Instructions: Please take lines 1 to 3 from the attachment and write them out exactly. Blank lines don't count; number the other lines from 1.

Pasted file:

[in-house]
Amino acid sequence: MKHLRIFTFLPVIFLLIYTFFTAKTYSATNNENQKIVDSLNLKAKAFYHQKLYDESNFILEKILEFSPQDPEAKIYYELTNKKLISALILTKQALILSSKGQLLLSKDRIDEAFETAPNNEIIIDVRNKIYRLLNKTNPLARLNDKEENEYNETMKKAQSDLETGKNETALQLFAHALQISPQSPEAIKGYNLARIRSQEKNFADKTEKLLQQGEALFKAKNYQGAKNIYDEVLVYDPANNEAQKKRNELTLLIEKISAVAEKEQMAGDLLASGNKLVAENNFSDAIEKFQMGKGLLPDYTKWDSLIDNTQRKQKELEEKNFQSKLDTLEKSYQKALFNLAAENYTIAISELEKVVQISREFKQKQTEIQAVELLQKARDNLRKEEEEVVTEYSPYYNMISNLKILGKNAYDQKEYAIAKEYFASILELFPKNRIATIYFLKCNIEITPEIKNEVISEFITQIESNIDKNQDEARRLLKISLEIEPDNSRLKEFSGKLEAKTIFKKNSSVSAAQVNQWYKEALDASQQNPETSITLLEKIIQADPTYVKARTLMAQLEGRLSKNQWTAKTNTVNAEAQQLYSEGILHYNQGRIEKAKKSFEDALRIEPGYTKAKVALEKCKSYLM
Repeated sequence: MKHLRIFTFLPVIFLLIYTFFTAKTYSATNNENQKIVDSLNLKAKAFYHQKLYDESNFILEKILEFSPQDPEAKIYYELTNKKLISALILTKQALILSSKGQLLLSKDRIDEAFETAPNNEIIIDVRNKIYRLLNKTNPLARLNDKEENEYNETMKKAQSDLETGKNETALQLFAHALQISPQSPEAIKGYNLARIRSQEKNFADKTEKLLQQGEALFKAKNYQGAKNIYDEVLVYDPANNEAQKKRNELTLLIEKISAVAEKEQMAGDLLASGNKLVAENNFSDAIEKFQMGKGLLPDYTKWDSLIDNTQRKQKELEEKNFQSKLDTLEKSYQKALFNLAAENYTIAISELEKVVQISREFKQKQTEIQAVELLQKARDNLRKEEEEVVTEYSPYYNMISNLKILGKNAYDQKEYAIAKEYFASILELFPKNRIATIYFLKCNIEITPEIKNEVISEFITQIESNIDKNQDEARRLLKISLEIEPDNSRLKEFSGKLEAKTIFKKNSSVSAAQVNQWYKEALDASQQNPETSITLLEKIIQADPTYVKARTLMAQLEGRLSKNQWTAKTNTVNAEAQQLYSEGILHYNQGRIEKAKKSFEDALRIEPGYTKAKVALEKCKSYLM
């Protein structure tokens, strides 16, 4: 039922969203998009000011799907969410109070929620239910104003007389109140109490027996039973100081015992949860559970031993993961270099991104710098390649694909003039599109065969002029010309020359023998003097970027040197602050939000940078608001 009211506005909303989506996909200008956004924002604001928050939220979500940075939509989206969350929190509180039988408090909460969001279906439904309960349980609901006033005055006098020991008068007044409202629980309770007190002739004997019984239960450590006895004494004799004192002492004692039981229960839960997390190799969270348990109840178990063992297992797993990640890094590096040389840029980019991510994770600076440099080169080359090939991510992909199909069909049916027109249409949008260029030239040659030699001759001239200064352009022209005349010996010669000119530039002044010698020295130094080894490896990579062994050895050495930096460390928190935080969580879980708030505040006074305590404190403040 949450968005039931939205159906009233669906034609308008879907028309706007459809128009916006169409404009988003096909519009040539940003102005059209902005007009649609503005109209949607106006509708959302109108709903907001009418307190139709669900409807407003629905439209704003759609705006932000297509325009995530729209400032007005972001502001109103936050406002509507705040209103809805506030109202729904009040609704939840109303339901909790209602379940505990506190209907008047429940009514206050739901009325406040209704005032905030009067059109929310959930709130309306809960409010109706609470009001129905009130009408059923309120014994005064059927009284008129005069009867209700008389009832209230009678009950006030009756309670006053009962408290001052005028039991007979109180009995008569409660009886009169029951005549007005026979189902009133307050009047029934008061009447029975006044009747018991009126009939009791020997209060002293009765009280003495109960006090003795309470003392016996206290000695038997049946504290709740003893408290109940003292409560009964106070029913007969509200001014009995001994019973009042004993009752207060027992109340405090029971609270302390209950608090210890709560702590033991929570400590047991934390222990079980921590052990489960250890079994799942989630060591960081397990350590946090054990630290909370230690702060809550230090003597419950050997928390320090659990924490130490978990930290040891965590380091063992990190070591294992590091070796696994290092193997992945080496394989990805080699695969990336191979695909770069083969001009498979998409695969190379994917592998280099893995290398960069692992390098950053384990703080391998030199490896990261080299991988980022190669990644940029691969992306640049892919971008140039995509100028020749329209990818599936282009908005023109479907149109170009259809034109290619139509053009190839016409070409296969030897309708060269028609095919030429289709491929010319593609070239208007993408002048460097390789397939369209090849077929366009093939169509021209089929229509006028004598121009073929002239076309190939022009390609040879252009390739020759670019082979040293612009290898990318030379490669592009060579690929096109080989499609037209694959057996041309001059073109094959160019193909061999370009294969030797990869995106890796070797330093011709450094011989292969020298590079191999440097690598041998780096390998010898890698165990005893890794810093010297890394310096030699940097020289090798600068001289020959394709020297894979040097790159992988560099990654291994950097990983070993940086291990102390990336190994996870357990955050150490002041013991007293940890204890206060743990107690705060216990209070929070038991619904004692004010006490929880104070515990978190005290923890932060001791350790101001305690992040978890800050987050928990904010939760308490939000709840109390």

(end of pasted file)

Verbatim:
[in-house]
Amino acid sequence: MKHLRIFTFLPVIFLLIYTFFTAKTYSATNNENQKIVDSLNLKAKAFYHQKLYDESNFILEKILEFSPQDPEAKIYYELTNKKLISALILTKQALILSSKGQLLLSKDRIDEAFETAPNNEIIIDVRNKIYRLLNKTNPLARLNDKEENEYNETMKKAQSDLETGKNETALQLFAHALQISPQSPEAIKGYNLARIRSQEKNFADKTEKLLQQGEALFKAKNYQGAKNIYDEVLVYDPANNEAQKKRNELTLLIEKISAVAEKEQMAGDLLASGNKLVAENNFSDAIEKFQMGKGLLPDYTKWDSLIDNTQRKQKELEEKNFQSKLDTLEKSYQKALFNLAAENYTIAISELEKVVQISREFKQKQTEIQAVELLQKARDNLRKEEEEVVTEYSPYYNMISNLKILGKNAYDQKEYAIAKEYFASILELFPKNRIATIYFLKCNIEITPEIKNEVISEFITQIESNIDKNQDEARRLLKISLEIEPDNSRLKEFSGKLEAKTIFKKNSSVSAAQVNQWYKEALDASQQNPETSITLLEKIIQADPTYVKARTLMAQLEGRLSKNQWTAKTNTVNAEAQQLYSEGILHYNQGRIEKAKKSFEDALRIEPGYTKAKVALEKCKSYLM
Repeated sequence: MKHLRIFTFLPVIFLLIYTFFTAKTYSATNNENQKIVDSLNLKAKAFYHQKLYDESNFILEKILEFSPQDPEAKIYYELTNKKLISALILTKQALILSSKGQLLLSKDRIDEAFETAPNNEIIIDVRNKIYRLLNKTNPLARLNDKEENEYNETMKKAQSDLETGKNETALQLFAHALQISPQSPEAIKGYNLARIRSQEKNFADKTEKLLQQGEALFKAKNYQGAKNIYDEVLVYDPANNEAQKKRNELTLLIEKISAVAEKEQMAGDLLASGNKLVAENNFSDAIEKFQMGKGLLPDYTKWDSLIDNTQRKQKELEEKNFQSKLDTLEKSYQKALFNLAAENYTIAISELEKVVQISREFKQKQTEIQAVELLQKARDNLRKEEEEVVTEYSPYYNMISNLKILGKNAYDQKEYAIAKEYFASILELFPKNRIATIYFLKCNIEITPEIKNEVISEFITQIESNIDKNQDEARRLLKISLEIEPDNSRLKEFSGKLEAKTIFKKNSSVSAAQVNQWYKEALDASQQNPETSITLLEKIIQADPTYVKARTLMAQLEGRLSKNQWTAKTNTVNAEAQQLYSEGILHYNQGRIEKAKKSFEDALRIEPGYTKAKVALEKCKSYLM